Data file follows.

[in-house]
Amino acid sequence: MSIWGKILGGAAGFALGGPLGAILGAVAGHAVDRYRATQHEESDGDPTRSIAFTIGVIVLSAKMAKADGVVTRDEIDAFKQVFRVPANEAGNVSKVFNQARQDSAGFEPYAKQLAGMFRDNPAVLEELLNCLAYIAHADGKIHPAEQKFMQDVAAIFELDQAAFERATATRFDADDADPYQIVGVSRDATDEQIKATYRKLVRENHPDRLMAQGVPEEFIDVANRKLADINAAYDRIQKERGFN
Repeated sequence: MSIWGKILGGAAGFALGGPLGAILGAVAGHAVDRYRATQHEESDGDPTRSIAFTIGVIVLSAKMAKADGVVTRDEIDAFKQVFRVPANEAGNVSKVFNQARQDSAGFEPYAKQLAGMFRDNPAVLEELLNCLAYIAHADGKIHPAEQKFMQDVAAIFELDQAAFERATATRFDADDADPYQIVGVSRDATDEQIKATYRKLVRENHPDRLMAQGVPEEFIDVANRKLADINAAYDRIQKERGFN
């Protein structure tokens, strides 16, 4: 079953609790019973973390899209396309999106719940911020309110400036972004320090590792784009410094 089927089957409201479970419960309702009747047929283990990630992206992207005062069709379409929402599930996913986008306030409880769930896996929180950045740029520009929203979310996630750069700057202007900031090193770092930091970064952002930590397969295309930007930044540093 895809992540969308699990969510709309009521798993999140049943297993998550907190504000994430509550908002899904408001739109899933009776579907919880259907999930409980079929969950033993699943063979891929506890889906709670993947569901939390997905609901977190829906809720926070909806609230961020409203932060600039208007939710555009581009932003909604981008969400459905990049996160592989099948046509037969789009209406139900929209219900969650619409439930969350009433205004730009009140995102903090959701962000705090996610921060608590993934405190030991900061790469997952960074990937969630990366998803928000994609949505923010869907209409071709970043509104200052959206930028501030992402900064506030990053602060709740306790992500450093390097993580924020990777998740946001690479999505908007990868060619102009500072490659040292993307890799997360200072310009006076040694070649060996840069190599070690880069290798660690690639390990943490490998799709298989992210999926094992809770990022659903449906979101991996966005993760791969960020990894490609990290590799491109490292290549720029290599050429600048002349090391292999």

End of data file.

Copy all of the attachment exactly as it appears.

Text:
[in-house]
Amino acid sequence: MSIWGKILGGAAGFALGGPLGAILGAVAGHAVDRYRATQHEESDGDPTRSIAFTIGVIVLSAKMAKADGVVTRDEIDAFKQVFRVPANEAGNVSKVFNQARQDSAGFEPYAKQLAGMFRDNPAVLEELLNCLAYIAHADGKIHPAEQKFMQDVAAIFELDQAAFERATATRFDADDADPYQIVGVSRDATDEQIKATYRKLVRENHPDRLMAQGVPEEFIDVANRKLADINAAYDRIQKERGFN
Repeated sequence: MSIWGKILGGAAGFALGGPLGAILGAVAGHAVDRYRATQHEESDGDPTRSIAFTIGVIVLSAKMAKADGVVTRDEIDAFKQVFRVPANEAGNVSKVFNQARQDSAGFEPYAKQLAGMFRDNPAVLEELLNCLAYIAHADGKIHPAEQKFMQDVAAIFELDQAAFERATATRFDADDADPYQIVGVSRDATDEQIKATYRKLVRENHPDRLMAQGVPEEFIDVANRKLADINAAYDRIQKERGFN
């Protein structure tokens, strides 16, 4: 079953609790019973973390899209396309999106719940911020309110400036972004320090590792784009410094 089927089957409201479970419960309702009747047929283990990630992206992207005062069709379409929402599930996913986008306030409880769930896996929180950045740029520009929203979310996630750069700057202007900031090193770092930091970064952002930590397969295309930007930044540093 895809992540969308699990969510709309009521798993999140049943297993998550907190504000994430509550908002899904408001739109899933009776579907919880259907999930409980079929969950033993699943063979891929506890889906709670993947569901939390997905609901977190829906809720926070909806609230961020409203932060600039208007939710555009581009932003909604981008969400459905990049996160592989099948046509037969789009209406139900929209219900969650619409439930969350009433205004730009009140995102903090959701962000705090996610921060608590993934405190030991900061790469997952960074990937969630990366998803928000994609949505923010869907209409071709970043509104200052959206930028501030992402900064506030990053602060709740306790992500450093390097993580924020990777998740946001690479999505908007990868060619102009500072490659040292993307890799997360200072310009006076040694070649060996840069190599070690880069290798660690690639390990943490490998799709298989992210999926094992809770990022659903449906979101991996966005993760791969960020990894490609990290590799491109490292290549720029290599050429600048002349090391292999």